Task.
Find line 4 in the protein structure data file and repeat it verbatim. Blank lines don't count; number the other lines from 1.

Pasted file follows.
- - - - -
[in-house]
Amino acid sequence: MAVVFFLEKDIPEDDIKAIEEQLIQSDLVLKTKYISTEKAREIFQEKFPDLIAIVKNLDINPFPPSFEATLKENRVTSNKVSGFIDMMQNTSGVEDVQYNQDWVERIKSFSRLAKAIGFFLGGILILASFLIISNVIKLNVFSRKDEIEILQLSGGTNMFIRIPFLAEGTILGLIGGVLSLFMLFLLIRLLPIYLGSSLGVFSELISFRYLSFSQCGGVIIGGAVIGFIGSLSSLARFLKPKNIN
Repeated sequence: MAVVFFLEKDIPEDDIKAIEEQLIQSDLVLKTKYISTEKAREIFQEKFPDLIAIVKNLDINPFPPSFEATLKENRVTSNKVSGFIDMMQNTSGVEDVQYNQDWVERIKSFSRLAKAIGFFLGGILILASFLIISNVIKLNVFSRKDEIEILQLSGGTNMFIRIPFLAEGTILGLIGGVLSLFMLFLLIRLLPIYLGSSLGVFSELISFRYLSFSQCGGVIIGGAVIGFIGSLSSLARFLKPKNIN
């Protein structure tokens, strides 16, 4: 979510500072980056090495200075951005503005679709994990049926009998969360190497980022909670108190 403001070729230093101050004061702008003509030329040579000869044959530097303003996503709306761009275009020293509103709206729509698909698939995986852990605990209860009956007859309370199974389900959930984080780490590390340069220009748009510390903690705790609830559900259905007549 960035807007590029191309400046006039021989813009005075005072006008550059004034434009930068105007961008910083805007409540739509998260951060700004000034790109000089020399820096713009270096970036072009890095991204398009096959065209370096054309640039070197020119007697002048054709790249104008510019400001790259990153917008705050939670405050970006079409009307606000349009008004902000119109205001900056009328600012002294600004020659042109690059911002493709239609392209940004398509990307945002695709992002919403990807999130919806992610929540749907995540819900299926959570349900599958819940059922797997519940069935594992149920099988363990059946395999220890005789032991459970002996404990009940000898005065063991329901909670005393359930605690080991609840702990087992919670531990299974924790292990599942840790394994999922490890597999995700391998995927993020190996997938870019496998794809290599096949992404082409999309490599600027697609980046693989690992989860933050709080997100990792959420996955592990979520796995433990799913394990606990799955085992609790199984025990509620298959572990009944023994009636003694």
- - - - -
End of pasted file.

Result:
């Protein structure tokens, strides 16, 4: 979510500072980056090495200075951005503005679709994990049926009998969360190497980022909670108190 403001070729230093101050004061702008003509030329040579000869044959530097303003996503709306761009275009020293509103709206729509698909698939995986852990605990209860009956007859309370199974389900959930984080780490590390340069220009748009510390903690705790609830559900259905007549 960035807007590029191309400046006039021989813009005075005072006008550059004034434009930068105007961008910083805007409540739509998260951060700004000034790109000089020399820096713009270096970036072009890095991204398009096959065209370096054309640039070197020119007697002048054709790249104008510019400001790259990153917008705050939670405050970006079409009307606000349009008004902000119109205001900056009328600012002294600004020659042109690059911002493709239609392209940004398509990307945002695709992002919403990807999130919806992610929540749907995540819900299926959570349900599958819940059922797997519940069935594992149920099988363990059946395999220890005789032991459970002996404990009940000898005065063991329901909670005393359930605690080991609840702990087992919670531990299974924790292990599942840790394994999922490890597999995700391998995927993020190996997938870019496998794809290599096949992404082409999309490599600027697609980046693989690992989860933050709080997100990792959420996955592990979520796995433990799913394990606990799955085992609790199984025990509620298959572990009944023994009636003694």